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Publication details

  • Integrating self-describing data formats into file systems (Benjamin Warnke), Master's Thesis, School: Universität Hamburg, 2019-11-08
    Publication details

Abstract

The computational power of huge supercomputers is increasing exponentially every year. The use of this computational power in scientific research in various fields quickly generates large amounts of data. The amount of data, that can be stored in individual file systems, as well as their access speed, also increases exponentially. Unfortunately, the memory size and speed grow slower than the computational performance. The research needs a tool that makes it possible to quickly find the data of interest to researchers in these huge file collections. File system interfaces were defined in the early days of computers and have not been modified since their invention. A search for certain data in huge data collections was not intended. This search could be done by custom metadata. This was not directly possible in the past because the Portable Operating System Interface (POSIX) does not contain the required functions. Self-Describing Data Format (SDDF) were developed for the exchange and reusability of research results between research groups. These are file formats that store metadata along with their raw data, that is the file itself contains the description of the data as well as how it is encoded. Looking for information according to certain criteria, all eligible files had to be opened. This thesis describes the development of a new interface as well as the reference-implementation for the combined storage of data and metadata. This novel interface includes functions for storing metadata in a dedicated Structured Query Language (SQL) backend. Storing metadata in a dedicated backend enables a more efficient search process. Since metadata is now stored in a central database, the files which meet the search-criteria can be opened systematically, as many files are excluded from the beginning. This saves time. The existence of metadata in file systems also has the advantage of intelligently distributing file content across different storage nodes. For example, metadata can be written to faster storage mediums than the raw data which is needed less frequently. This saves time and money.

BibTeX

@mastersthesis{ISDFIFSW19,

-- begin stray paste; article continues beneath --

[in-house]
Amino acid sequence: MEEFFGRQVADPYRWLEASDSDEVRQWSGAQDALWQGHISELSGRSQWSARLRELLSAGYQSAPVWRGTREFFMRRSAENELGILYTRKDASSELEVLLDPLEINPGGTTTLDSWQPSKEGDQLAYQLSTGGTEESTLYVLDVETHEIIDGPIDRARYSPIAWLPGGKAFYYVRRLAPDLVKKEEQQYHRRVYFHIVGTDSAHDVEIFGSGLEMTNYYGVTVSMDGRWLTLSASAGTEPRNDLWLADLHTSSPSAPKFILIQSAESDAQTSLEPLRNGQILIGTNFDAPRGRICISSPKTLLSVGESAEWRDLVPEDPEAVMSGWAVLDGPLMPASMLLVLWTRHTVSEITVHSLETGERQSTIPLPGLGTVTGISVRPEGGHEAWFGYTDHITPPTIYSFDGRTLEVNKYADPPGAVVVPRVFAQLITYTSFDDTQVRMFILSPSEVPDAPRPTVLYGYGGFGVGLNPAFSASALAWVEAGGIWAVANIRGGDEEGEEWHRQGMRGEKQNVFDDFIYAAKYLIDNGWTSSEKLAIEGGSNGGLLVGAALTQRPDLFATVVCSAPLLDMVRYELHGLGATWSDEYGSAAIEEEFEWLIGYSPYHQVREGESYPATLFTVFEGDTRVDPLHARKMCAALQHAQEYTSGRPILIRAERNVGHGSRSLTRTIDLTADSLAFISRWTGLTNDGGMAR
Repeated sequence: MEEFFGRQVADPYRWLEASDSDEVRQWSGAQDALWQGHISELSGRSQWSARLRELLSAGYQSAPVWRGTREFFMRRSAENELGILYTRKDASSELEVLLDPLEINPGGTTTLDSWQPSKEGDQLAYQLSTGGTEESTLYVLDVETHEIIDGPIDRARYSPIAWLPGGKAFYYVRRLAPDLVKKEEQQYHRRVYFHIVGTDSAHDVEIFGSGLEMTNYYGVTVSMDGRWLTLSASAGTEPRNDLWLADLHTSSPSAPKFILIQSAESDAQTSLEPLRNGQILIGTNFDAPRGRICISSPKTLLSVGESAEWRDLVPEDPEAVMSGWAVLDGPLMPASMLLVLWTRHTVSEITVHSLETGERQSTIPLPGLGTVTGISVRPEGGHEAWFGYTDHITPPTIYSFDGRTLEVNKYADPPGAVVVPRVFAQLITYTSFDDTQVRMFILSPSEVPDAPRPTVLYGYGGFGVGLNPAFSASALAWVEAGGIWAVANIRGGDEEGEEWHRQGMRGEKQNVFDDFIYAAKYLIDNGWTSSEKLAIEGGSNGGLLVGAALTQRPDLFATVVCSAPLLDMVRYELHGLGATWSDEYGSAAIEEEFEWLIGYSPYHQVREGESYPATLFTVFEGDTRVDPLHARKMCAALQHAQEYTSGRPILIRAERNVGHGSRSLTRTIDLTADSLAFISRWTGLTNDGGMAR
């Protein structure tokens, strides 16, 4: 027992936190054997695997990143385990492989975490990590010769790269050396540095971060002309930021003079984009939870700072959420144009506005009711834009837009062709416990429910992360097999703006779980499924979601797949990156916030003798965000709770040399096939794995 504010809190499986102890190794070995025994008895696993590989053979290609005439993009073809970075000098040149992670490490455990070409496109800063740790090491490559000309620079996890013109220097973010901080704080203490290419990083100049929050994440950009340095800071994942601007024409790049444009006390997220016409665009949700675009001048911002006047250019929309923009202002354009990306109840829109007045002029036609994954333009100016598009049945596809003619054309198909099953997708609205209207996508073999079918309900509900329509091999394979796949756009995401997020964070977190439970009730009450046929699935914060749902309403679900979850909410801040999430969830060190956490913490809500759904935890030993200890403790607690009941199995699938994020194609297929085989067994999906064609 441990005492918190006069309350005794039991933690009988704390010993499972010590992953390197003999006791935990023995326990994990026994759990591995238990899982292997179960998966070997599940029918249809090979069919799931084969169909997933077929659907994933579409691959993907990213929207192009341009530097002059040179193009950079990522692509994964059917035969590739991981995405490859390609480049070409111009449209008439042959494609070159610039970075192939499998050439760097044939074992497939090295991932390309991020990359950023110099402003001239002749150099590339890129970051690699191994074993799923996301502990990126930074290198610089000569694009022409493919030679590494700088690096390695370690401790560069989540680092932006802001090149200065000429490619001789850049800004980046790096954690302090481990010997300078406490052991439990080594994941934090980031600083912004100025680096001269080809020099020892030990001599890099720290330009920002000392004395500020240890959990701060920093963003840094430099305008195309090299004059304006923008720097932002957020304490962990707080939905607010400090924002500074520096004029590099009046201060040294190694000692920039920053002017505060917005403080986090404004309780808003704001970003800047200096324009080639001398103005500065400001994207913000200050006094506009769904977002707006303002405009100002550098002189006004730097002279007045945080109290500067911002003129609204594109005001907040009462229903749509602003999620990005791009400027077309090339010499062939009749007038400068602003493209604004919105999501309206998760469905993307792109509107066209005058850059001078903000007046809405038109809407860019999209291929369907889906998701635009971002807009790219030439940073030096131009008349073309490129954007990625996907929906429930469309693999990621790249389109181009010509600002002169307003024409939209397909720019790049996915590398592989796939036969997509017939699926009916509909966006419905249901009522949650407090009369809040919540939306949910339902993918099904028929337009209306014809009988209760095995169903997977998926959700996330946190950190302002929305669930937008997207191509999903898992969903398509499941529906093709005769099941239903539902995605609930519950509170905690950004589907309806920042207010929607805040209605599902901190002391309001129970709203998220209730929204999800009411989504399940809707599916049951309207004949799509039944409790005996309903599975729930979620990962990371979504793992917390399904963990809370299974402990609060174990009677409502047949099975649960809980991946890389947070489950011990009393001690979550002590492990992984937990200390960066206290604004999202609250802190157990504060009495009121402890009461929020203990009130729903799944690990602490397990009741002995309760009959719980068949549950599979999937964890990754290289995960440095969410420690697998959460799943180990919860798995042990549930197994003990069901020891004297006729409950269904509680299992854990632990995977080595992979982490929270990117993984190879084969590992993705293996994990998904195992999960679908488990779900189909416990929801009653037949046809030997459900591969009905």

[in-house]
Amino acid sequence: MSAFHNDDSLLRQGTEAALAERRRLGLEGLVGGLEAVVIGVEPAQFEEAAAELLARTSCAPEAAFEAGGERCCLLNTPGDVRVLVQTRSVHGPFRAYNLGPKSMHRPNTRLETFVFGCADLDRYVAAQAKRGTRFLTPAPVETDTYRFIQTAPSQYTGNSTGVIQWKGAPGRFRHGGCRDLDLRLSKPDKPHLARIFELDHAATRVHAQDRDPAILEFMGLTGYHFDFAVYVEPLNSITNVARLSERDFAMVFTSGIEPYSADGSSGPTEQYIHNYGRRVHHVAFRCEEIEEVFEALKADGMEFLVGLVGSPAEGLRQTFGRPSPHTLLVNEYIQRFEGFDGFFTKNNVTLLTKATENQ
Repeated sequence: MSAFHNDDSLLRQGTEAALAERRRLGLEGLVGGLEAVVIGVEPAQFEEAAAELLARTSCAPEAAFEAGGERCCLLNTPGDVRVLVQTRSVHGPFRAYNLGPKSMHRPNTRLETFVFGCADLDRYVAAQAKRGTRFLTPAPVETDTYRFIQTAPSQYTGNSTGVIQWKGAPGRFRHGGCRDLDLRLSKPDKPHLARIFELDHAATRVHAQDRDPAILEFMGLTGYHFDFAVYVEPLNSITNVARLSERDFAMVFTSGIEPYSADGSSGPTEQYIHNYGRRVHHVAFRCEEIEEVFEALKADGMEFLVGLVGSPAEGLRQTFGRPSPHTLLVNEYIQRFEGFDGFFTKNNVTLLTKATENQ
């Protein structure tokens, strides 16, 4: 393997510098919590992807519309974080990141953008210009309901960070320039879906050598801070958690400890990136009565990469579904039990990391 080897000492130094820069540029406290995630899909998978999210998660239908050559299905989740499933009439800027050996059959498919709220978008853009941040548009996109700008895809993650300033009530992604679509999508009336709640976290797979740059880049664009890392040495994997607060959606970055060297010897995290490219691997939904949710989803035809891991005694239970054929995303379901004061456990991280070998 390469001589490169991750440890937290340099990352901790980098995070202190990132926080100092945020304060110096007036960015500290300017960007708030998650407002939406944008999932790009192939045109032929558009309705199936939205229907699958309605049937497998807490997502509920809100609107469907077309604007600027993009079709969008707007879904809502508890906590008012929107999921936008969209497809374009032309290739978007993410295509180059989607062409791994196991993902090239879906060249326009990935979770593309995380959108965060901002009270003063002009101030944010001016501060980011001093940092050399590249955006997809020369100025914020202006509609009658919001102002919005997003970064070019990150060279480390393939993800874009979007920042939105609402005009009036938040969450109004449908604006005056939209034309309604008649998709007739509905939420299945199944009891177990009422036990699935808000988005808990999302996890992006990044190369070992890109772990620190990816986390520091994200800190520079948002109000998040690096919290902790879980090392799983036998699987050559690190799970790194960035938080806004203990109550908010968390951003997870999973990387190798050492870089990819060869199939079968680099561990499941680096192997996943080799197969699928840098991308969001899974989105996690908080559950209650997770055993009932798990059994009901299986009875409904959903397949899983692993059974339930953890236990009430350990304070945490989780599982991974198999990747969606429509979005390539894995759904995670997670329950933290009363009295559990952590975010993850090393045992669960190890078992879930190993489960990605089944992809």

author	 = {Benjamin Warnke},
	title	 = {{Integrating self-describing data formats into file systems}},
	advisors	 = {Michael Kuhn and Kira Duwe},
	year	 = {2019},
	month	 = {11},
	school	 = {Universität Hamburg},
	howpublished	 = {{Online \url{https://wr.informatik.uni-hamburg.de/_media/research:theses:benjamin_warnke_integrating_self_describing_data_formats_into_file_systems.pdf}}},
	type	 = {Master's Thesis},
	abstract	 = {The computational power of huge supercomputers is increasing exponentially every year. The use of this computational power in scientific research in various fields quickly generates large amounts of data. The amount of data, that can be stored in individual file systems, as well as their access speed, also increases exponentially. Unfortunately, the memory size and speed grow slower than the computational performance. The research needs a tool that makes it possible to quickly find the data of interest to researchers in these huge file collections. File system interfaces were defined in the early days of computers and have not been modified since their invention. A search for certain data in huge data collections was not intended. This search could be done by custom metadata. This was not directly possible in the past because the Portable Operating System Interface (POSIX) does not contain the required functions. Self-Describing Data Format (SDDF) were developed for the exchange and reusability of research results between research groups. These are file formats that store metadata along with their raw data, that is the file itself contains the description of the data as well as how it is encoded. Looking for information according to certain criteria, all eligible files had to be opened. This thesis describes the development of a new interface as well as the reference-implementation for the combined storage of data and metadata. This novel interface includes functions for storing metadata in a dedicated Structured Query Language (SQL) backend. Storing metadata in a dedicated backend enables a more efficient search process. Since metadata is now stored in a central database, the files which meet the search-criteria can be opened systematically, as many files are excluded from the beginning. This saves time. The existence of metadata in file systems also has the advantage of intelligently distributing file content across different storage nodes. For example, metadata can be written to faster storage mediums than the raw data which is needed less frequently. This saves time and money.},
}

publication.txt · Last modified: 2019-01-23 10:26 (external edit)